ually indignant. The Journal says: We find in the Maysville Eagle the following copy of a letter from John S. Williams, which was taken from the person of ex-State Senator Henry M. Rust, who was killed at the battle of Ivy Mountain, near Pikesville.--The Eagle says the original is in the possession of the Hon. W. H. Wadsworth, and by "sweeping the mountains of every foe" is plainly meant that he designed to drive every Union man from his home before he commenced the same work of the devilople to defend their homes is to come in at once and bring their guns. I received instructions from Richmond yesterday to muster in for twelve months. Get up a force at once; a force strong enough to defend Pike county. I want a force at Pikesville immediately. I will muster them there for twelve months. Attend to this at once; no time is to be lost. Don't rest a moment until it is done. Yours, truly, John S. Williams. Victory of death. The following are the concluding
run out of the Sandy Valley by Gen. Marshall's forces, made an advance up Sandy river again last week, and succeeded in re-taking possession of Prestonsburg and Pikesville.--Several of the citizens of Prestonsburg, hearing of the approach of the enemy, escaped to Pikesville, but ere they had been there long, they discovered that tPikesville, but ere they had been there long, they discovered that the town was surrounded by the Yankees, who had come by the way of John's creek, and they were compelled to surrender themselves as prisoners of war.--We are sorry to learn that among these are several of our acquaintances, and men that will be a great loss to our cause in that section, viz:--Alexander Martin, (son of Hon. J. P. Martin,) Milton Frieze, Hugh Williamson, and a few others — in all, some six or eight. After taking possession of Pikesville, the enemy, in cold blood, murdered Judge Wm. Cecil, an old citizen of the place, who had been previously wounded. We learn also from Mr. Stone, that the enemy's force is in camp at Paintsville, and
volunteered for the protection of the gap, had a brisk brush with 2,500 of the enemy, which lasted several hours. After driving the enemy back, Maj. Thompson learned that the enemy were attempting to flank him at a gap a few miles below the Pound. He immediately removed the most of his force to that point, where a fierce battle ensued, and the enemy were repulsed. Our loss was none killed and eight wounded--the enemy's loss in killed was supposed to be heavy. The Federals fell back to Pikesville, and Major Thompson to Gladeville. * * * * * * The rumor has obtained currency that the Federals were at Cumberland Gap. No such good luck. We should like to hear of them marching up to that place, where their carcasses would make a Golgotha. They may be in the vicinity, but will not dare to venture within striking distance. Wendell Phillips on the War. Wendell Phillips, the arch-demon of Abolitionism, recently delivered a lecture at Rochester to a large audience, embrac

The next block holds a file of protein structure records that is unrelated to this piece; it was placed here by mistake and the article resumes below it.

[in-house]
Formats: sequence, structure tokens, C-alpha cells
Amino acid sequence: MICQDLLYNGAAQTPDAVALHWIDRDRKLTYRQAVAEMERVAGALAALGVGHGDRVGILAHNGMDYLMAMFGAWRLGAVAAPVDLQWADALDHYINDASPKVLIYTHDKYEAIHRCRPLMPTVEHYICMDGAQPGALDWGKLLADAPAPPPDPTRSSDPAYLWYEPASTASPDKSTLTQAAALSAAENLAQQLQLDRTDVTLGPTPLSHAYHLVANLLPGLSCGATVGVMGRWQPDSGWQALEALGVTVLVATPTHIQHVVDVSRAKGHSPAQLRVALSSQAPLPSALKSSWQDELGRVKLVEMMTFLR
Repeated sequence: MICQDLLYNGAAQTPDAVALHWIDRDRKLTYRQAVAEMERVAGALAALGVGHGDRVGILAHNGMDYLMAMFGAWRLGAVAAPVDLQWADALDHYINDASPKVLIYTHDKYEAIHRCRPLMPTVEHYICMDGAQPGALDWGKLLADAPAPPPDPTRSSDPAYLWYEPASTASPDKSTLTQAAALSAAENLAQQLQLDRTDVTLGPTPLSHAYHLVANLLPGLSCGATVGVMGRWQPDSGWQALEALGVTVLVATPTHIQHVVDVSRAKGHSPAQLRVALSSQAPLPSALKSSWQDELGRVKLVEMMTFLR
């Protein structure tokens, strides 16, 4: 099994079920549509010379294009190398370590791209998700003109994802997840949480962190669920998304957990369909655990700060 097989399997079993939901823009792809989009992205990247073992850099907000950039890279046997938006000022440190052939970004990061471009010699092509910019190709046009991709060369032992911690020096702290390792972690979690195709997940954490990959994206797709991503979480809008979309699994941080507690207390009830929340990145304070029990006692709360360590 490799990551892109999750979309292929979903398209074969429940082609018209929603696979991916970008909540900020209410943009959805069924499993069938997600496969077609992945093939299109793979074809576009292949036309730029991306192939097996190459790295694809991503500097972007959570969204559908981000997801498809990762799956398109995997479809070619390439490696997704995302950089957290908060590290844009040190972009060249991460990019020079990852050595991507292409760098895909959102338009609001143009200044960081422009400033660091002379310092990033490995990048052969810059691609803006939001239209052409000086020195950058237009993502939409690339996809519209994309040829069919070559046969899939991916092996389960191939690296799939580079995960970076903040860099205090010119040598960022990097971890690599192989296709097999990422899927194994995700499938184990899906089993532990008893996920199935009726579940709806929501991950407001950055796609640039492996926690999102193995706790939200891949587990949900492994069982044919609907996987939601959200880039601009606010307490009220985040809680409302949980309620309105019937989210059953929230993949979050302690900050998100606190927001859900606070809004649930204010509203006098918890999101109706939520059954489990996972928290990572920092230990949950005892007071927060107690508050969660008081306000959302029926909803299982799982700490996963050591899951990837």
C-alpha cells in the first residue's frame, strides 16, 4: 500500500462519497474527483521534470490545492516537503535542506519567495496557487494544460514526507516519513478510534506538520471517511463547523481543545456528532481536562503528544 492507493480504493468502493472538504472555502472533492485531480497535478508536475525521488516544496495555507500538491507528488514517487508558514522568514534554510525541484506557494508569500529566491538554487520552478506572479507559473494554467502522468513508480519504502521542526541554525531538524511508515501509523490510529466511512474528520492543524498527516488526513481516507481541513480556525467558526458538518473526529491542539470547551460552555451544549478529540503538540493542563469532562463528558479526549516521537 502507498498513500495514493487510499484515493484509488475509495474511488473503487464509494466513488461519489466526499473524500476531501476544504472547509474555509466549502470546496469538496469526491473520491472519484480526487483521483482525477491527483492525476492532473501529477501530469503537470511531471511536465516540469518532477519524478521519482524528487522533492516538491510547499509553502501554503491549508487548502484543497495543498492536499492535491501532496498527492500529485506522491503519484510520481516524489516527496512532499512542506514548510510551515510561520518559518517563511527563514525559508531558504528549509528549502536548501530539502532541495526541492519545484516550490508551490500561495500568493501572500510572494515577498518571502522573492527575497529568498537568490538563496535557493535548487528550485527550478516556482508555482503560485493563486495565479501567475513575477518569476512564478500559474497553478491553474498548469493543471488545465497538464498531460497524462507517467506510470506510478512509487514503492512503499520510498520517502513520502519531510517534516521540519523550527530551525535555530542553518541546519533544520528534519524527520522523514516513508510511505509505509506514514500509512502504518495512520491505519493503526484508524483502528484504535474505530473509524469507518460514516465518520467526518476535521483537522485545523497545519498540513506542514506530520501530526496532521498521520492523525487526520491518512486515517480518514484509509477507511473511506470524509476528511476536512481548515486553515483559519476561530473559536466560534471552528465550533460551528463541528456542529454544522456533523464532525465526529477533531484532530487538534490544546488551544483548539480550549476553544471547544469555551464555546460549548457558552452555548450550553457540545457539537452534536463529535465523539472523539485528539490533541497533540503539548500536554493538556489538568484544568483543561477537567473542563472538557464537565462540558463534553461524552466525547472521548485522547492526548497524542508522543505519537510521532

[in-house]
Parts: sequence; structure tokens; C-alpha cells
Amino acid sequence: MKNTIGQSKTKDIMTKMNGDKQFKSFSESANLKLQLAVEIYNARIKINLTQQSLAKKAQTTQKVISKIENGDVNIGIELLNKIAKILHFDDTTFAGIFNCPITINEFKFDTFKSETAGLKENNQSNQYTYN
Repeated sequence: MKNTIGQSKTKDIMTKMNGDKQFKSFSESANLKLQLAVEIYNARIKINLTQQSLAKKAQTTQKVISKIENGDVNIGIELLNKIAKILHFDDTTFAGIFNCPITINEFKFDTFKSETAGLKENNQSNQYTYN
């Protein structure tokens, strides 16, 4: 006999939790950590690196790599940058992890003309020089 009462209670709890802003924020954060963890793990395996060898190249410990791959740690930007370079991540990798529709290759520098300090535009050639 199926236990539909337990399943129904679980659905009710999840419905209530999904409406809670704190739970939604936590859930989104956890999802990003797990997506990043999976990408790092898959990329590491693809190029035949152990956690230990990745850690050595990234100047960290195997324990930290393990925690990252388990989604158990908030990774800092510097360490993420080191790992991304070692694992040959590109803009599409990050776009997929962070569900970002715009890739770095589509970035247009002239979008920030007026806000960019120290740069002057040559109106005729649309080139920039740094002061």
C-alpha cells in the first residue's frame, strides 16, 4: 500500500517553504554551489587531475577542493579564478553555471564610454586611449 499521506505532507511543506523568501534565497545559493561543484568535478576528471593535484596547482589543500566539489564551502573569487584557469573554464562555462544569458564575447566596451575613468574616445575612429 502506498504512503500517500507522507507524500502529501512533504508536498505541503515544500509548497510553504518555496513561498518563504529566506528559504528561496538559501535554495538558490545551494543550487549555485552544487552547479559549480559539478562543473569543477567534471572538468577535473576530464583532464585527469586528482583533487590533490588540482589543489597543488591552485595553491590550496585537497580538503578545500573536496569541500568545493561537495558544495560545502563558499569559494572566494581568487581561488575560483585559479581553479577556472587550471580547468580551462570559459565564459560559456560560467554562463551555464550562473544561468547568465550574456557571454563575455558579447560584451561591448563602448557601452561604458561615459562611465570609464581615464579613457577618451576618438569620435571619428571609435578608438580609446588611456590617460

Last Saturday morning, (says the Southern Advocate, of the 24th,) Gen. Humphrey Marshall's camp was made to resound with glad some shouts and huzzahs at the arrival of a squad of gallant and true Kentuckians from Covington and its vicinity. They came and enrolled themselves as soldiers for the war. They represent that thousands are ready to follow their example should Gen. Marshall make another forward movement into Kentucky. No Lincoln troops are in Eastern Kentucky except some 800 at Pikesville. These are there as a blind to prevent the forward movement of our troops. Infamous outrages on the Peninsula. A gentleman of the highest respectability, just from Williamsburg, gives the Petersburg Express information of a series of the most diabolical outrages recently perpetrated on the lower Peninsula by the infamous vandals now in possession of that portion of Virginia: The first on the list is Captain Samuel Holley, who resided in the lower end of Warwick county, a gen
From the Southwest. Augusta, June 18.-- The Mobile Evening News of the 16th, says that the enemy were engaged in shelling Grand Gulf all day Tuesday. The result is unknown. A naval expedition is fitting up in New Orleans. The Mobile Tribune learns that a French vessel arrived at New Orleans with a cargo of merchandize, but sailed without breaking bulk. The Vicksburg Whig says that the Confederates one day last week rescued the New Orleans, Opelousas and Great Western Railroad, from the enemy capturing several prisoners and destroying the bridges. A private dispatch in the Atlanta Intelligencer, this morning, dated Knoxville, 16th, says that the enemy have gone back through Big Creek Gap. A large Federal force is reported to be at Pikesville and Crossville.